So, if I’m near my laptop, the first thing I’ll check is the barometric pressure. Sometimes, if it’s high, that’ll cause a flare. But … OK… so can a low pressure, or a barometer that’s changing rapidly. Barometric pressure changes are exceedingly normal, though. I’m honest, whether they’re a good predictor of my rheumatoid pain or not depends mostly on how determined I am to blame them for it.

I’ve always tended to hurt more when the weather is hot, too. Here in California, our dry, hot weather generally coincides with high-pressure areas and a high-reading barometer.

But in a big switch on me, last winter and early spring, low-pressure areas and low barometric numbers made me hurt a lot, too. So much for my go-to explanation for why my joints ache.

Other flare triggers? Sometimes, stressing and/or straining my joints might mean more pain for 24 to 48 hours. Or not. I can’t really predict it. And I do tend to hurt more when I’ve lost sleep—though generally, pain is the only reason I lose sleep. Insomnia just makes it worse.

But not every time.

Today my hands hurt like a, well, you know. I’ve no real idea why. How about this: my rheuma-dragon is angry, so he’s gnawing on my knuckles. Why are you laughing? It’s as good an explanation for a flare as any other, right?

Soon, I’ll stop typing and draw for a while. Gripping my art pens and colored pencils often hurts my hands, but I find that art’s total-concentration, meditation-type-qualities help distract me from most of my pain for extended periods. (I sometimes pay for it later, but isn’t everything in life a give-and-take? To me, it’s worthwhile.)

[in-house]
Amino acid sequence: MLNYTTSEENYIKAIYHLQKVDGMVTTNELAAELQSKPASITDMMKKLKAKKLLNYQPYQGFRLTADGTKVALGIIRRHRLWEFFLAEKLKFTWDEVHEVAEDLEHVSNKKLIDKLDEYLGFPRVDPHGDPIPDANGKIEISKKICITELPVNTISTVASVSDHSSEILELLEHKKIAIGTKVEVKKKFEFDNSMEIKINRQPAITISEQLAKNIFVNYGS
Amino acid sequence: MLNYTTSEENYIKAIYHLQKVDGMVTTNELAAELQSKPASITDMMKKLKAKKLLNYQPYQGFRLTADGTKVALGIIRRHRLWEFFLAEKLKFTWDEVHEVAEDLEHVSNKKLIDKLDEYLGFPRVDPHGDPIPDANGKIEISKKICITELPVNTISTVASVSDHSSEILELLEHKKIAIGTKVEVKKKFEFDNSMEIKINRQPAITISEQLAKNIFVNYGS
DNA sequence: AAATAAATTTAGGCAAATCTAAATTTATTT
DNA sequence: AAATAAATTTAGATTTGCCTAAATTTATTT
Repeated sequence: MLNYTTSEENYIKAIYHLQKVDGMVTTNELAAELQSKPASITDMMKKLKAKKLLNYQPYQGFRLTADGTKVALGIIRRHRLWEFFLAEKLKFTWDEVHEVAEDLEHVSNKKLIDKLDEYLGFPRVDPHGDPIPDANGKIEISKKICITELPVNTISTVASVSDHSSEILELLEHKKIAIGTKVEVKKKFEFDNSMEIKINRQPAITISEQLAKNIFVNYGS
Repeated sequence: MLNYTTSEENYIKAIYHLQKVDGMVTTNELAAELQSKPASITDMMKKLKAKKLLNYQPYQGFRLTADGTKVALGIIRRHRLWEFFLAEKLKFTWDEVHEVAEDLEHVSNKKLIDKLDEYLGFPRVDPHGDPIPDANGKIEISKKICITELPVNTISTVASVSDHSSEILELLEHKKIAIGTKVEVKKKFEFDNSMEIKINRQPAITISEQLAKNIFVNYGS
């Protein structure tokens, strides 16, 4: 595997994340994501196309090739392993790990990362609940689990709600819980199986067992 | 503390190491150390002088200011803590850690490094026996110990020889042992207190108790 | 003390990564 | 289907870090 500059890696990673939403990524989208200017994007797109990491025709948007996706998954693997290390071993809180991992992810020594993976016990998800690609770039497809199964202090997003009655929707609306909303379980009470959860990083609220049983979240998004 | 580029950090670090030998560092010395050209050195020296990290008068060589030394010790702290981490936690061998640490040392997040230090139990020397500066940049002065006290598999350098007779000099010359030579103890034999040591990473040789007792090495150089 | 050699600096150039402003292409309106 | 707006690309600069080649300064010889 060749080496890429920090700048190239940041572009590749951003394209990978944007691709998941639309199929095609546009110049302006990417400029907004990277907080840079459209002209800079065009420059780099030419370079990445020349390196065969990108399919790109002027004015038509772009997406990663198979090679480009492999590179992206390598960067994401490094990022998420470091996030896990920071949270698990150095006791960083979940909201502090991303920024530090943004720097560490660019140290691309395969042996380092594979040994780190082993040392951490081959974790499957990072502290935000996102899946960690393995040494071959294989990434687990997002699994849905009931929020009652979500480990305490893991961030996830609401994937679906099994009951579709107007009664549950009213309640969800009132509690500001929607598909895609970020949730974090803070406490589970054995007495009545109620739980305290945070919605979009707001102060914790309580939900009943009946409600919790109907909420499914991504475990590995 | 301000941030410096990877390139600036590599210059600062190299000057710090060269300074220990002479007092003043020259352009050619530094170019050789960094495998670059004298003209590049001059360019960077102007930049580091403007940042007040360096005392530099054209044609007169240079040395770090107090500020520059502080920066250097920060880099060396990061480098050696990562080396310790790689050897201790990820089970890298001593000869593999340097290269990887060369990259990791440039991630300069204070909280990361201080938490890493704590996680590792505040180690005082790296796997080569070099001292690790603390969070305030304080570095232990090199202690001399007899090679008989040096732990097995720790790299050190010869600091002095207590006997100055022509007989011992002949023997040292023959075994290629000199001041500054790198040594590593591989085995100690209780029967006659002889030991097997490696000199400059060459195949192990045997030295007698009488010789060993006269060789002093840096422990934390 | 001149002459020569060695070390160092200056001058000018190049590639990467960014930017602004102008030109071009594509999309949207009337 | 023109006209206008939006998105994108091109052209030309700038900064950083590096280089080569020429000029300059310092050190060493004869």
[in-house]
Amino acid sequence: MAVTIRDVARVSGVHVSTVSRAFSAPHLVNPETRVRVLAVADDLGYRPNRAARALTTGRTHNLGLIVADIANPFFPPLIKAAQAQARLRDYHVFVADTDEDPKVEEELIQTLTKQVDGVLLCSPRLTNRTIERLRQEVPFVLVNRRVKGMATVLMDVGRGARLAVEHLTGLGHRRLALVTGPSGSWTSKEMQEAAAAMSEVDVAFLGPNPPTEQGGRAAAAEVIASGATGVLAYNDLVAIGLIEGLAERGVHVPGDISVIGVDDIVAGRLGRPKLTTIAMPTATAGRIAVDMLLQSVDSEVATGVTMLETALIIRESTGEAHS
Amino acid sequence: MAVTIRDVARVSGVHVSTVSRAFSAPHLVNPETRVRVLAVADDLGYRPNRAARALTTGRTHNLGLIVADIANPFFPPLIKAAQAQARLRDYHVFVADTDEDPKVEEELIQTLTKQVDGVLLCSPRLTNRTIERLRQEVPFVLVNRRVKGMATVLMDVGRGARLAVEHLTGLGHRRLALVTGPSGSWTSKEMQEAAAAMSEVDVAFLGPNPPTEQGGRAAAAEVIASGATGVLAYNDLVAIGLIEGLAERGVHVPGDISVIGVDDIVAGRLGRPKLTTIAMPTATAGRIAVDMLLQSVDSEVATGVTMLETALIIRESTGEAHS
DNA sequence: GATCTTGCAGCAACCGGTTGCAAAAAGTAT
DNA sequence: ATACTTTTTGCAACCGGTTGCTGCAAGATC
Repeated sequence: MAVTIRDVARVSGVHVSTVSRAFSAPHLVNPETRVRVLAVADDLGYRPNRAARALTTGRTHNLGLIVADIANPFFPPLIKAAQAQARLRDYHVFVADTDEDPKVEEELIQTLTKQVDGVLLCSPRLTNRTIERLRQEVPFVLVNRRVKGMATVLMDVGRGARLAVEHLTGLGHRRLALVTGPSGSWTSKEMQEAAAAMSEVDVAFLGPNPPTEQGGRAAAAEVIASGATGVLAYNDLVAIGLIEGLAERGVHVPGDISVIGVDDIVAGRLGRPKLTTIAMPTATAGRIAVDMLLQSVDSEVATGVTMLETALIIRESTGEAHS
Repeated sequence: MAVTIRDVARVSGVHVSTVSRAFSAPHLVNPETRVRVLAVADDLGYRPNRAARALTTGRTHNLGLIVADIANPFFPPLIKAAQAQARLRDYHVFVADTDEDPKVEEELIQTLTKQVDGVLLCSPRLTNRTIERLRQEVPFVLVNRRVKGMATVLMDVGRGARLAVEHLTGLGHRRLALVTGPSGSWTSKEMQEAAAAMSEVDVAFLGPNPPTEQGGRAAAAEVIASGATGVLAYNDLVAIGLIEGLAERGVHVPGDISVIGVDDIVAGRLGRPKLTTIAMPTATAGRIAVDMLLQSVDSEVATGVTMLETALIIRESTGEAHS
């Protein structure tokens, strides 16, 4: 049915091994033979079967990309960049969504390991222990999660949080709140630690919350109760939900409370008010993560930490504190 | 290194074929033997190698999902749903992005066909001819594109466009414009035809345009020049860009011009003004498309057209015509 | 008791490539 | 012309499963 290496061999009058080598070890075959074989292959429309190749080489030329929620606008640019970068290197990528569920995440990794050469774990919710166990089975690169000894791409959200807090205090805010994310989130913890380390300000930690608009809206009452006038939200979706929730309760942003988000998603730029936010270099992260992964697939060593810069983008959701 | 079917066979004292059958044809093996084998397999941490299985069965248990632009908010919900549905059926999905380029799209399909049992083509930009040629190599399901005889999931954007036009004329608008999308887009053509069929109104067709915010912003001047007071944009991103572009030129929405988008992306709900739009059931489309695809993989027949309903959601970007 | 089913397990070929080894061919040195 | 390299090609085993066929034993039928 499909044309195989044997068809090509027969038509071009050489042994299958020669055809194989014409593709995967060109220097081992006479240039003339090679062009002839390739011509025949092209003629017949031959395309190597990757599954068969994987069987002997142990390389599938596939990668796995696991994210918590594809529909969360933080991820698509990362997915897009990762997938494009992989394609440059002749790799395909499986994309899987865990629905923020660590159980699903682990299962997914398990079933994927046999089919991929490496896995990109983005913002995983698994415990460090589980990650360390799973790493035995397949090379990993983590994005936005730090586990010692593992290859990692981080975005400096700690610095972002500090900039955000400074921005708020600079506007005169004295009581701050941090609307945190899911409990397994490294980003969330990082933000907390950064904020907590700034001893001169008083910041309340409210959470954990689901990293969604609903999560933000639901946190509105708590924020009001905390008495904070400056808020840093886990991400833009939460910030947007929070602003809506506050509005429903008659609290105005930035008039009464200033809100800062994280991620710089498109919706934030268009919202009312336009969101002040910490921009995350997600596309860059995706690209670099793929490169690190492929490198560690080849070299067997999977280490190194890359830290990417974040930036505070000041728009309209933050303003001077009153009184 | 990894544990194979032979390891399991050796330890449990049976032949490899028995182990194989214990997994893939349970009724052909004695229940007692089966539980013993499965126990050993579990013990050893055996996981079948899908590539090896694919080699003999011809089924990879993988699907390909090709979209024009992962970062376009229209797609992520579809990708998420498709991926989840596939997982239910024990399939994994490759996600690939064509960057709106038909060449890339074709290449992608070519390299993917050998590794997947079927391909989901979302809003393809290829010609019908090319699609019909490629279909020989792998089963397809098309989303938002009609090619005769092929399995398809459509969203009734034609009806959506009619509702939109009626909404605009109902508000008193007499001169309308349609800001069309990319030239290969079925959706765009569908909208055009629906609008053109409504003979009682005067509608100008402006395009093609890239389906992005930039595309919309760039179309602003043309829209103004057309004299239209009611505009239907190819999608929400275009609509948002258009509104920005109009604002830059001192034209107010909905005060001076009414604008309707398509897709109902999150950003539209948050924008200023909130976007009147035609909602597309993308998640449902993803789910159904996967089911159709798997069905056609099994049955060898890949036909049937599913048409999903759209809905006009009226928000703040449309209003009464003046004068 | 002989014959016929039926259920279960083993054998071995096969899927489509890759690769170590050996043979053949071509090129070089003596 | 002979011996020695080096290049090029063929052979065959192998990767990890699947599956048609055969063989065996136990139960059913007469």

Finally, I’m actively telling myself that this flare won’t get worse (possibly true) and that it won’t last forever (because I know they never, ever do). I’m a tough little bird and I’ll get through it. I always do, somehow. And I’ll only be a little bit resentful that if this flare does get worse because I’ve weaned off opioids, I can’t just take a pill.

Instead, I’ll simply wait it out. I’ll use my pain-coping tools: heat, ice, distracting myself, listening to myself breathe, and finally, being grateful to be alive in this beautiful world right now. And yes, I’ll hope for the best.

*I’ve always loved gray skies, cold temperatures, and rain. I know, it’s weird, but I can’t help it.

This article represents the opinions, thoughts, and experiences of the author; none of this content has been paid for by any advertiser. The RheumatoidArthritis.net team does not recommend or endorse any products or treatments discussed herein. Learn more about how we maintain editorial integrity here.